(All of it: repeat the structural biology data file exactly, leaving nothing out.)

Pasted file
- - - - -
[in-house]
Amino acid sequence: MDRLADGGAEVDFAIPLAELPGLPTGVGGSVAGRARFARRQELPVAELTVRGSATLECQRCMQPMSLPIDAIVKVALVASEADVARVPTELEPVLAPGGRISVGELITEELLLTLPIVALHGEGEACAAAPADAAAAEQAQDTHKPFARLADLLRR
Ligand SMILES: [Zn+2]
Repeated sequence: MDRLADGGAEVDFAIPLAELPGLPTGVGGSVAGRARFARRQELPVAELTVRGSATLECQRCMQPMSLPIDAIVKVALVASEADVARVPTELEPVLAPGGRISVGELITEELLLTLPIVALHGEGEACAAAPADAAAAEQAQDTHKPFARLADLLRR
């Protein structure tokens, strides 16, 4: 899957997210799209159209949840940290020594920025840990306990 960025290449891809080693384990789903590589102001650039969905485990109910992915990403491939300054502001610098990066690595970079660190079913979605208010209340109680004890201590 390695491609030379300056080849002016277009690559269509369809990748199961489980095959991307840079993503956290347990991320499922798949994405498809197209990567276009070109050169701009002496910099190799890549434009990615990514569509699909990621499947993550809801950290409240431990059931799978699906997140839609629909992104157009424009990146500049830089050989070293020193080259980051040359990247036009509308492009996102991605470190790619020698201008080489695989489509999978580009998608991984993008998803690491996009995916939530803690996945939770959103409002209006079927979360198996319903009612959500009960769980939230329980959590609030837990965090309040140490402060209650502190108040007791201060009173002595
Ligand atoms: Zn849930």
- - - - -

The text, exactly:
[in-house]
Amino acid sequence: MDRLADGGAEVDFAIPLAELPGLPTGVGGSVAGRARFARRQELPVAELTVRGSATLECQRCMQPMSLPIDAIVKVALVASEADVARVPTELEPVLAPGGRISVGELITEELLLTLPIVALHGEGEACAAAPADAAAAEQAQDTHKPFARLADLLRR
Ligand SMILES: [Zn+2]
Repeated sequence: MDRLADGGAEVDFAIPLAELPGLPTGVGGSVAGRARFARRQELPVAELTVRGSATLECQRCMQPMSLPIDAIVKVALVASEADVARVPTELEPVLAPGGRISVGELITEELLLTLPIVALHGEGEACAAAPADAAAAEQAQDTHKPFARLADLLRR
């Protein structure tokens, strides 16, 4: 899957997210799209159209949840940290020594920025840990306990 960025290449891809080693384990789903590589102001650039969905485990109910992915990403491939300054502001610098990066690595970079660190079913979605208010209340109680004890201590 390695491609030379300056080849002016277009690559269509369809990748199961489980095959991307840079993503956290347990991320499922798949994405498809197209990567276009070109050169701009002496910099190799890549434009990615990514569509699909990621499947993550809801950290409240431990059931799978699906997140839609629909992104157009424009990146500049830089050989070293020193080259980051040359990247036009509308492009996102991605470190790619020698201008080489695989489509999978580009998608991984993008998803690491996009995916939530803690996945939770959103409002209006079927979360198996319903009612959500009960769980939230329980959590609030837990965090309040140490402060209650502190108040007791201060009173002595
Ligand atoms: Zn849930």